• We demonstrate a strong and unwavering commitment to safety, health, and the environment at our operations.

  • We work with appropriate governmental bodies to establish effective, responsible, and balanced laws and other requirements based on sound science.

  • We encourage life cycle re-use of products during manufacturing and post-consumer use.

  • We maintain adequate aggregates resources in locations that minimize the life cycle impacts of the resource’s extraction, delivery, and use.

  • We encourage proper land-use development and planning within communities to ensure long-term aggregates resource availability.

  • We adhere to the highest ethical business practices and transparency in all aspects of our operations.

  • We recognize that profitability is essential to a sustainable industry and its continued ability to contribute to communities.

During the mining life cycle of an aggregates operation, members are encouraged to implement the following strategies:

Planning phase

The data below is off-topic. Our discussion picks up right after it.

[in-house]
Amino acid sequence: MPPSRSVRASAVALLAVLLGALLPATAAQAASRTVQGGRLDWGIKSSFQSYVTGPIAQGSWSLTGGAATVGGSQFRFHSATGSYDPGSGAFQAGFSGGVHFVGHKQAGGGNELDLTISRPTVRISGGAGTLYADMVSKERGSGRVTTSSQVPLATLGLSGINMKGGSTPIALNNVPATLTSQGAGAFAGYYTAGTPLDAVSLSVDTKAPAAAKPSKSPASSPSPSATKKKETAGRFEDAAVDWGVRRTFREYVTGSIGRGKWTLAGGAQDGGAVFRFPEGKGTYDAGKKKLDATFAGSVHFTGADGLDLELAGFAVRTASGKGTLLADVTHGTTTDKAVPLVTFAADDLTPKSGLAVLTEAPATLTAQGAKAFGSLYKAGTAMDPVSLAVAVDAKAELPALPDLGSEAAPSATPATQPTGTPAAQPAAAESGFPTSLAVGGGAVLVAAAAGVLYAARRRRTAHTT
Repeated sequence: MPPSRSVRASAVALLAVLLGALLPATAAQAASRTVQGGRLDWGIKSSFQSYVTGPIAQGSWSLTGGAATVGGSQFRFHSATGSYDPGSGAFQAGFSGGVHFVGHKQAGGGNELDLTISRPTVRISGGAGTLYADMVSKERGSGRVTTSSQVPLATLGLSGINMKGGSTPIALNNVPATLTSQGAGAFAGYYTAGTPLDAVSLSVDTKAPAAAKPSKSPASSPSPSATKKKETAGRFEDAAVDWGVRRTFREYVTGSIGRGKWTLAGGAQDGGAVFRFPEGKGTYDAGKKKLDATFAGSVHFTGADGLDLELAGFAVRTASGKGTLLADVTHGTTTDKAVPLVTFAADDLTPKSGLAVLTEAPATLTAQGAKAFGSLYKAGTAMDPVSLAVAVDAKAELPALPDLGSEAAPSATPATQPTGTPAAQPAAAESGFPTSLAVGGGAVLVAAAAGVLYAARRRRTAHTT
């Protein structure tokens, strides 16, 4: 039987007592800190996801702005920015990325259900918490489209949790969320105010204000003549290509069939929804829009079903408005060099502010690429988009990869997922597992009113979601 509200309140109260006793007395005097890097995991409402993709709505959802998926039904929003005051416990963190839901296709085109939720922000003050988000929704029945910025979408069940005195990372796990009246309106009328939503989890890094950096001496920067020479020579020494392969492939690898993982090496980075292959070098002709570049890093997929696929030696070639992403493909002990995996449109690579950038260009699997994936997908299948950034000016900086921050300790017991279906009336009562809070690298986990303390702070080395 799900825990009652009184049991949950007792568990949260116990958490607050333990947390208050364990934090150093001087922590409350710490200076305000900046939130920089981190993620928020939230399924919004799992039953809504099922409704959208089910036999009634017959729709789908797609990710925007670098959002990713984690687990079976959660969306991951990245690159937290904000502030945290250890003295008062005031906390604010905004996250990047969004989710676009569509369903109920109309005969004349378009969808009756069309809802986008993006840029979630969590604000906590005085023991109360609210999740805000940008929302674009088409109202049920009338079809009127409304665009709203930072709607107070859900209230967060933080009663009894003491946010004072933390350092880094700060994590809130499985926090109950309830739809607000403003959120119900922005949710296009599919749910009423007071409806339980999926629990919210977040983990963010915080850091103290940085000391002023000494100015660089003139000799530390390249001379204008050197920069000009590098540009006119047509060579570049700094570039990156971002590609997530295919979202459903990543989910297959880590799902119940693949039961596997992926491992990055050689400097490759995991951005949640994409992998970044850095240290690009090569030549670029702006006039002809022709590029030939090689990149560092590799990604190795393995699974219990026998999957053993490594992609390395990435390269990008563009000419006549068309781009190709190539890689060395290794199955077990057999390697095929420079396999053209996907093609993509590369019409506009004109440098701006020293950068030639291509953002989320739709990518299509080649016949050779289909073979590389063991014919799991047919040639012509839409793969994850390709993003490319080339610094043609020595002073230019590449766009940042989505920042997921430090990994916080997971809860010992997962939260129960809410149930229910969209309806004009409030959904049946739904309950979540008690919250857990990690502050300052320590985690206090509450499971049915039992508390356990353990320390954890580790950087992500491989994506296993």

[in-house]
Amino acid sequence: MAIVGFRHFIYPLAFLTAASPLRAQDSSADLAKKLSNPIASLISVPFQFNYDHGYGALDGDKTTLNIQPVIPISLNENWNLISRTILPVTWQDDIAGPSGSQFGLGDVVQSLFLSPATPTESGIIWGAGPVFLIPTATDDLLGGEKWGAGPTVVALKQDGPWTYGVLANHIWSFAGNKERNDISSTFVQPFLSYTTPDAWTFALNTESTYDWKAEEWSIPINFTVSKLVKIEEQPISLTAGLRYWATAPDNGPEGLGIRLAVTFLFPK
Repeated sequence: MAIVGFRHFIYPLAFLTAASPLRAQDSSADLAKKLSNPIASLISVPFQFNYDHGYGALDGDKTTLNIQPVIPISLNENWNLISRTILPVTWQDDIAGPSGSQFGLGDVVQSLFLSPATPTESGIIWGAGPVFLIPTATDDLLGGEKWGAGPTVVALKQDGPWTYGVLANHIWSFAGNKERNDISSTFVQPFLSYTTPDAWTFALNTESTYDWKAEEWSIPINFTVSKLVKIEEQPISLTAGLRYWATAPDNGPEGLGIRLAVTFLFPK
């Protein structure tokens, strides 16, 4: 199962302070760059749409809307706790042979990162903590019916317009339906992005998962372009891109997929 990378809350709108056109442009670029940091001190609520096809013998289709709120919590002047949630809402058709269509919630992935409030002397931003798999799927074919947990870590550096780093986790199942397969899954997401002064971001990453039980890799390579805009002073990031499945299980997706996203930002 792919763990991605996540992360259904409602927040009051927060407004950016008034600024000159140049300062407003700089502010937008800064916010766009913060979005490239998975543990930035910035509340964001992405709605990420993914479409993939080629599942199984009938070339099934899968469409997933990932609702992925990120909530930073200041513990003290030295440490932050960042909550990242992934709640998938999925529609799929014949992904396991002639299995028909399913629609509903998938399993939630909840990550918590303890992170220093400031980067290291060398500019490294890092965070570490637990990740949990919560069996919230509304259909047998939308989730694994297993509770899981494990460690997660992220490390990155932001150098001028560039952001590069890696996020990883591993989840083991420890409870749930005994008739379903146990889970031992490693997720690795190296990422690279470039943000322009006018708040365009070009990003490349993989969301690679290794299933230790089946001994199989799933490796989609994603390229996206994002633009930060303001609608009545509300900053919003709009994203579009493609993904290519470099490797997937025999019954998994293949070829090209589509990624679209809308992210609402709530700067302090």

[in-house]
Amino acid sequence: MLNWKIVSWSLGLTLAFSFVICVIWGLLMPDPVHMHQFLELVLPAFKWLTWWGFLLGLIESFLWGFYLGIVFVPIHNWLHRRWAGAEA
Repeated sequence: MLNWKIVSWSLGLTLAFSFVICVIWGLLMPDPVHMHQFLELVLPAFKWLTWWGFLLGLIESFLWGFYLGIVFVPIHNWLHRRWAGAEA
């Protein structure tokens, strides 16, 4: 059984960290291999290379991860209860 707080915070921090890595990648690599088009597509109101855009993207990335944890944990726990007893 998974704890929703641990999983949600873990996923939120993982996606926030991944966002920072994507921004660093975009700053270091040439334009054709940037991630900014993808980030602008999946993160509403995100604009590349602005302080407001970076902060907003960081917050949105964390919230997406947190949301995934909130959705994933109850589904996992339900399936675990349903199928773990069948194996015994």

• Develop a site-specific plan for post-mining land use and/or reclamation that engages stakeholders in planning for future needs and interests.

  • Plan for the prevention and/or minimization of environmental impacts.

  • Adopt and implement an environmental management system program to properly manage potential environmental risks and requirements, and improve overall environmental performance.

Operational and closure phase

  • Pursue new technologies and practices to improve the operational, safety, health, and environmental efficiency of our operations.

  • Invest in the personal and professional development of employees to ensure a strong work force into the future.

  • Ensure that employees are treated in a respectful and positive manner and provide them with competitive compensation programs consistent with performance and industry practice.

  • Identify, control, and/or eliminate risks associated with occupational injuries and illnesses.

  • Encourage employees and contractors to interact responsibly within the communities in which we operate.

  • Work in partnerships to promote beneficial post-mining land use, including industrial, commercial, and residential and community development, agricultural production, and wildlife conservation, habitat creation, and restoration.

Source: The National Stone, Sand & Gravel Association

7 Questions to Sustainability